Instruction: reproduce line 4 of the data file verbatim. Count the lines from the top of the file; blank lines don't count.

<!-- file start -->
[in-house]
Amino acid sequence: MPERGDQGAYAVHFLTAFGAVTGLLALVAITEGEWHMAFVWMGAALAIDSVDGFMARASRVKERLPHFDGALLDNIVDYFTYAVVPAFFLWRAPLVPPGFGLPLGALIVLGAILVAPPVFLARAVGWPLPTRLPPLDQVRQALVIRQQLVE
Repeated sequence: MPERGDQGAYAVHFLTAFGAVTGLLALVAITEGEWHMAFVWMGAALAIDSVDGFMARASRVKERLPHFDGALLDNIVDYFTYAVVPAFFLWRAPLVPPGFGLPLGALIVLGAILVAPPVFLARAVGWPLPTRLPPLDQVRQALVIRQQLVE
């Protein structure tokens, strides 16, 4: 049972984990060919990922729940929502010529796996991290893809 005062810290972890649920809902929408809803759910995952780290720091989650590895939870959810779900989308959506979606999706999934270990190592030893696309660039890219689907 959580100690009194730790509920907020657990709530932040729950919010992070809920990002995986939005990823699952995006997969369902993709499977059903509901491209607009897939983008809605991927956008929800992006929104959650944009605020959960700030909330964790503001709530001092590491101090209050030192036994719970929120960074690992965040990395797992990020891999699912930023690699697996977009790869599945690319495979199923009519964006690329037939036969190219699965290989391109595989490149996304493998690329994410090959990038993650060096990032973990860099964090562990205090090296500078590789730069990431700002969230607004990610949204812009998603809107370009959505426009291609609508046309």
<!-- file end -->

């Protein structure tokens, strides 16, 4: 049972984990060919990922729940929502010529796996991290893809 005062810290972890649920809902929408809803759910995952780290720091989650590895939870959810779900989308959506979606999706999934270990190592030893696309660039890219689907 959580100690009194730790509920907020657990709530932040729950919010992070809920990002995986939005990823699952995006997969369902993709499977059903509901491209607009897939983008809605991927956008929800992006929104959650944009605020959960700030909330964790503001709530001092590491101090209050030192036994719970929120960074690992965040990395797992990020891999699912930023690699697996977009790869599945690319495979199923009519964006690329037939036969190219699965290989391109595989490149996304493998690329994410090959990038993650060096990032973990860099964090562990205090090296500078590789730069990431700002969230607004990610949204812009998603809107370009959505426009291609609508046309």